However, soon angered by his autocratic rule, Hussen Hirsi Dala Iljech'—a Mohammed Subeer Chieftain plotted to kill him. The news of the plot leaked to Sayyid Mohammed. He escaped but his Prime Minister and friend Aw 'Abbas was killed in the plot. Some weeks later, Mohammed Subeer sent a peace delegation of 32 men to Sayyid Mohammed, but he had all the members of the delegation arrested and killed. Shocked by this heinous crime, Mohammed Subeer sought the help of the Ethiopians. The Dervish withdrew to Nugaal.

Sayyid patched up with the Dulbahante temporarily by paying huge blood monies. This frightened the British protected North Somali pastorals. Towards the end of 1900, Ethiopian Emperor Menelik proposed a joint action with the British against the Dervish. Accordingly, British Lt. Col. E.J. Swayne assembled a force of 1,500 Somali soldiers led by 21 European officers and started from Burao on 22 May 1901, while an Ethiopian army of 15,000 soldiers started from Harar to join the British forces, to crush the Dervish movement of about 20,000 Dervish (of whom 40 percent were cavalry).

During 1901 and 1904, the Dervish army inflicted heavy losses to their enemies — the Ethiopians, British as well as the Italian forces. "His successes attracted to his banner even Somalis who did not follow his religious beliefs." On 9 January 1904 at the Jidaale plain the British Commander, General Charles Egerton killed 7,000 Dervish. This defeat forced Sayyid and his remaining men to flee to Majeerteen country.

Around 1910, about 600 Dervish followers decided to quit the following of Sayyid due to his high-handedness, in a secret meeting under a big tree later nicknamed "Anjeel-tale-waa" (The tree-of-Bad-Counsel). Their departure weakened, demoralized and angered Sayyid, and at this juncture he composed his most famous poem entitled. "The Tree of Bad Counsel".

Consolidation and defeat

Mohammed Abdullah Hassan's Fort Taleh.
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Mohammed Abdullah Hassan's Fort Taleh.

During 1910-1914 Sayyid's capital moved from Illig to Taleeb in the heart of Nugaal where he built three garrison forts of massive stone work and a number of houses. He built a luxurious palace for himself and kept new guards for his palace drawn from outcast clans. By 1913, he had dominated the entire hinterland of the Somali peninsula by building forts at Jildali and Mirashi in Warsangeli country, at Wardeer and Qorahy in the Ogaden and Belet-Weyn in Southern Somalia. In 1914, a Dervish force raided the Habar Yoonis tribe near Burao and killed the British officer Corfield commanding the British Camel Corps. In the same year, the Dervish attacked Berbera and looted and destroyed it.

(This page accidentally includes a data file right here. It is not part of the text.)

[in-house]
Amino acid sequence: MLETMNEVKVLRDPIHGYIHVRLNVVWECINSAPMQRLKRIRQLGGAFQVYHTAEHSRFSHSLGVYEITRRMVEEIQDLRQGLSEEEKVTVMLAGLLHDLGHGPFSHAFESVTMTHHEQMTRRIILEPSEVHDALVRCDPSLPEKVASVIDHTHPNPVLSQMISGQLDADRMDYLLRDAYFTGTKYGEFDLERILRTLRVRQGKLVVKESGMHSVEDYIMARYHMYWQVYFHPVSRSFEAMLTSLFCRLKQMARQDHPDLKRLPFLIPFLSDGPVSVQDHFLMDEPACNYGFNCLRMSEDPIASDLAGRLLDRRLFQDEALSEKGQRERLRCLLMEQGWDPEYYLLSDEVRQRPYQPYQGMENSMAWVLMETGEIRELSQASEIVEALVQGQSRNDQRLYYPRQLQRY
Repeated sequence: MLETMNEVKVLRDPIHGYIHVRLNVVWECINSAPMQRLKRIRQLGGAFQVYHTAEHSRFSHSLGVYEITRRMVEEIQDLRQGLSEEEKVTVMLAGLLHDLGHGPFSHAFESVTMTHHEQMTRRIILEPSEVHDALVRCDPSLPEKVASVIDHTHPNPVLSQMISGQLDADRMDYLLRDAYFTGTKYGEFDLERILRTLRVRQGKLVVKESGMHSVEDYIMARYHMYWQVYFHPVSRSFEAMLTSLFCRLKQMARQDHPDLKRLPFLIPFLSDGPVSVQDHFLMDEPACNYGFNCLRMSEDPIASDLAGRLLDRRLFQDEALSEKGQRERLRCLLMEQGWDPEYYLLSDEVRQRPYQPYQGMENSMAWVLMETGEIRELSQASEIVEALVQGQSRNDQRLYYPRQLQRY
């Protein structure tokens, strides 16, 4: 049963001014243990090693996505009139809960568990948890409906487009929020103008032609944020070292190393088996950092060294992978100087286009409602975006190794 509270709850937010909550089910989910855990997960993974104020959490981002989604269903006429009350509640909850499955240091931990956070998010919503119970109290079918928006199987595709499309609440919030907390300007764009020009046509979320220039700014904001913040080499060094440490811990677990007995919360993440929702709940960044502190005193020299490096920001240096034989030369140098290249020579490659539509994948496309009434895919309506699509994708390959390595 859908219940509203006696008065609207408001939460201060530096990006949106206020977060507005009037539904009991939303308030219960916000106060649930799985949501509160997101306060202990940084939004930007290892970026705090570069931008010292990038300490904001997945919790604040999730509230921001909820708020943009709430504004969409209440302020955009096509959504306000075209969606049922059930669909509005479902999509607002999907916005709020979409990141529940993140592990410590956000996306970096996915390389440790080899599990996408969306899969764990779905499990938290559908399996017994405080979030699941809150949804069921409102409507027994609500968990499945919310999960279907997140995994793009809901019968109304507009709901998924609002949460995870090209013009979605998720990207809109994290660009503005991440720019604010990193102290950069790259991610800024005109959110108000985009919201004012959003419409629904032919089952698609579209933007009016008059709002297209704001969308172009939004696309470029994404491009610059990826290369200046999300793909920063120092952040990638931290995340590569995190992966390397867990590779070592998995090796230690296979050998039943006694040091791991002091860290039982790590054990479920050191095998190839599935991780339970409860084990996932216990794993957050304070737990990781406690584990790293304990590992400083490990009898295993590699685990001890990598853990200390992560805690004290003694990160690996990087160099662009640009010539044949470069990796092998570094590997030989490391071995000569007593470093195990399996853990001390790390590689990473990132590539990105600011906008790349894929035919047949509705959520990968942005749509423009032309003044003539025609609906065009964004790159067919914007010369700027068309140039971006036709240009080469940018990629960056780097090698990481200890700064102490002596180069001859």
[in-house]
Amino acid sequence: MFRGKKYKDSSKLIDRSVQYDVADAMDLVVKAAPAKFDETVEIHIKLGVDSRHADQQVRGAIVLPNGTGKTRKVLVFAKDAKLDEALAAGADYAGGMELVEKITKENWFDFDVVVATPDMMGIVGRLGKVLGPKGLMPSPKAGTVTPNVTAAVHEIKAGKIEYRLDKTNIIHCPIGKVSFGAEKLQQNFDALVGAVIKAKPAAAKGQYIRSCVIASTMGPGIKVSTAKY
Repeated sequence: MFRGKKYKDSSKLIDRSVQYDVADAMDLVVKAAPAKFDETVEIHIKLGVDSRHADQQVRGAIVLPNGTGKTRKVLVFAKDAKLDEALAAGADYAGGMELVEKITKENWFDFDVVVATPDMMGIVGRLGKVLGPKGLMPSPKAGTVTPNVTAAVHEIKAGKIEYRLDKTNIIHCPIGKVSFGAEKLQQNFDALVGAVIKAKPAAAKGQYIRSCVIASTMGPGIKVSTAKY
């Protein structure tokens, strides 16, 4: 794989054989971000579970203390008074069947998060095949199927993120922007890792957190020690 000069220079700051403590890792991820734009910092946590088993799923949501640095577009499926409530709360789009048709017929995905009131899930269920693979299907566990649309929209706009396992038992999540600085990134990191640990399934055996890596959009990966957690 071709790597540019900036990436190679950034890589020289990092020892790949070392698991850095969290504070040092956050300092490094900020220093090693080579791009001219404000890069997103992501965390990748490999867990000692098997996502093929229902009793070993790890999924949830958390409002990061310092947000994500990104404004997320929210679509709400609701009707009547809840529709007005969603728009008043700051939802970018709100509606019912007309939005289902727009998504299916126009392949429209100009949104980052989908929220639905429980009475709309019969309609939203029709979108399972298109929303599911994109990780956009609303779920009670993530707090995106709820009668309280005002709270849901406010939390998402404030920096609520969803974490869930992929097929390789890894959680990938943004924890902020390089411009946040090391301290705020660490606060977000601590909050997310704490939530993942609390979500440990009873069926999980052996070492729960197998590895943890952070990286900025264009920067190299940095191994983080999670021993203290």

In the beginning of 1920, the British struck the Dervish settlements with a well-coordinated land, sea and air attack and gave them a stunning defeat. Thus Somalia was the first country in Africa which was attacked by aeroplanes. The forts of Sayyid Mohammed were damaged and his army suffered great losses. They hastily fled to Ogaden. Here, again with the help of his patriotic poetry and charisma, he tried to rebuild his army and accomplish the coalition of Ogadeen clans which made him a power in the land once again. The British sent a peace delegation to him offering to give a government subsidy and a land grant in the west of the British Somaliland where he could settle with his followers, but he spurned the proposal. He even raided the returning delegation. Then smallpox and rinderpest broke out in Ogaden and about half of the Dervish died therefrom. Soon thereafter, a tribal raid under the leadership of Haaji Waraabe ('the Hole Hyene') armed and organized by the British killed the remaining Dervish and took away about 60,000 animals in loot but failed to catch Sayyid Mohammed. Along with some of his followers, he escaped to the Arsi Oromo in Ethiopia where he tried to contract marriages to stabilize his position. But in December 1920 he died of influenza at the age of 54.

References

  • Abdisalam Issa-Salwe, The Failure of The Daraawiish State, The Clash Between Somali Clanship and State System, paper presented at the 5th International Congress of Somali Studies, December 1993 [1]
  • Abdi Sheik Abdi, Divine Madness: Mohammed Abdulle Hassan (1856-1920), Zed Books Ltd., London, 1993
  • Jaamac Cumar Ciise, Taariikhdii Daraawiishta iyo Sayid Maxamed Cabdulle Xasan, (1895-1921), Wasaaradda Hiddaha iyo Tacliinta Sare, edited by Akadeemiyaha Dhaqanka, Mogadishu, 1976.
  • Jardine, Douglas J., The Mad Mullah of Somaliland, London: Jenkins, 1923. Reprint. New York: Negro Universities Press, 1969 (one of the main sources of this article)
  • Said S. Samatar, Oral Poetry and Somali Nationalism: The Case of Sayyid Mahammad Abdille Hasan, Cambridge: Cambridge University Press, 1982 (analyzes Mahammad Abdille's poetry and assesses his nationalist and literary contributions to the Somali heritage)